Did you know? The U.S. Census Bureau reports that blended families now outnumber “traditional” families in the United States.
Estate planning is different for blended families. Things can get complicated when spouses have remarried – especially when they have stepchildren and biological children together.
It rarely makes sense for a person who remarries or enters the relationship with assets to name the spouse as the sole beneficiary. Instead, they must make careful estate planning decisions and spell out matters in a legal document. Here are some tips for doing it right.
Mind Your Beneficiary Designations
When you open a retirement account or insurance policy, you’re asked to name a beneficiary. Many people name their beneficiaries and then forget to update them. This can be a big problem when family dynamics change, like when a divorce happens and spouses remarry. Old, outdated beneficiary designations can mean that your money goes to an ex – even if that’s the last thing you’d ever want.
Blended families also run into trouble when they incorrectly name primary and contingent beneficiaries. They think that by naming everyone, everyone gets something. But that’s not true. The primary beneficiary will get the asset (for example, the retirement account) when the owner dies. Contingent beneficiaries don’t receive anything because the asset goes to the primary beneficiary alone.
That doesn’t mean the contingent beneficiaries aren’t important. They are. If the primary beneficiary passes away at the same time you do and you haven’t named any contingent beneficiaries, the asset will pass to your estate and be distributed according to the terms of your will.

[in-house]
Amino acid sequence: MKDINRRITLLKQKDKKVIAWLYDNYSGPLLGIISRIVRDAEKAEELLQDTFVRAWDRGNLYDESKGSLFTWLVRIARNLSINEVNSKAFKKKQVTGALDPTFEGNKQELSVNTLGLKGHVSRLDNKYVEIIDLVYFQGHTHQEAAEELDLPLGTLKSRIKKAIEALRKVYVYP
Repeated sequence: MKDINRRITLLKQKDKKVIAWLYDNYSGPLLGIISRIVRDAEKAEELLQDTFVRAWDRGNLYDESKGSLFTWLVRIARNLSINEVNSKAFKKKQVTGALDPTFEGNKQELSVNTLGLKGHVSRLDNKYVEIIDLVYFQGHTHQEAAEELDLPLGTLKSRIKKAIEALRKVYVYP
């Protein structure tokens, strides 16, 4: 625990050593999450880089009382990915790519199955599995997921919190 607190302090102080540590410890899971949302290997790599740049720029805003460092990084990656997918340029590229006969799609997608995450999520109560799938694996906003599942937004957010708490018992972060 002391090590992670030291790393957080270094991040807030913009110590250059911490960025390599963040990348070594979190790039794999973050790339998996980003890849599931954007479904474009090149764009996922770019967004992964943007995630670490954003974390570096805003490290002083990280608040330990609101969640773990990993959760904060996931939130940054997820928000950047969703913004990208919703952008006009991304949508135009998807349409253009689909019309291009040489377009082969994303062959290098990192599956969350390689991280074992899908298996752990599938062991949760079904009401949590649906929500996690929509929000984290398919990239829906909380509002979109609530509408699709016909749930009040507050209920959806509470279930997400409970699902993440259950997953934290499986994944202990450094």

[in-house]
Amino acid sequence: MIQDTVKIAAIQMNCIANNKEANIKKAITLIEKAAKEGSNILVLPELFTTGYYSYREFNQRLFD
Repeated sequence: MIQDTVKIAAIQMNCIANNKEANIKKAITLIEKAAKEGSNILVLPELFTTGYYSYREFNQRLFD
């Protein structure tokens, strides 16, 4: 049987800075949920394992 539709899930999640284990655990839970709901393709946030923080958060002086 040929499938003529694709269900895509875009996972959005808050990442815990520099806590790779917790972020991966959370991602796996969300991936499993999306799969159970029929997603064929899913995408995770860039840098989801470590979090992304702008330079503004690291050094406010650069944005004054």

If you truly want everyone to get something, try naming them as primary beneficiaries and designating the percentage that person should receive. Of course, it’s always best to consult with your estate planning lawyer first.
Trust in Trusts
Trusts can also be a great estate planning tool for blended families if they’re used correctly. Parents in blended families often choose to make their children the beneficiaries of a life insurance trust. That way, they receive money when the first spouse passes away.
But, depending on family dynamics, using trusts to transfer assets to children can have unintended consequences. It’s always best to talk with an attorney.
Consider Health as Well as Assets
When it comes to estate planning for your blended family, don’t just consider money. Take time to think about who will make important health decisions for you in the event you cannot speak for yourself. Will your new spouse make the decisions? Or will your adult children have the final say?
Failing to put a living will in place can mean a lot of stress and conflict if something happens. One of the most caring things you can do for your loved ones is to give them guidance, just in case.
If Things Seem Unclear, Draw Them Out
A flowchart might help you make the right estate planning decisions for your blended families. Use the chart to map out the path your assets and your spouse’s assets will take, no matter who passes away first. Seeing a plan drawn out on paper might better help you choose the right option.
Don’t Try to Do It Alone
The best way to protect your blended family when making key estate planning decisions? Don’t try to do everything yourself. Instead, talk with an experienced attorney who knows how the law may affect you. At White & Associates, we have extensive experience helping blended families make estate planning decisions. You are welcome to contact us with your questions.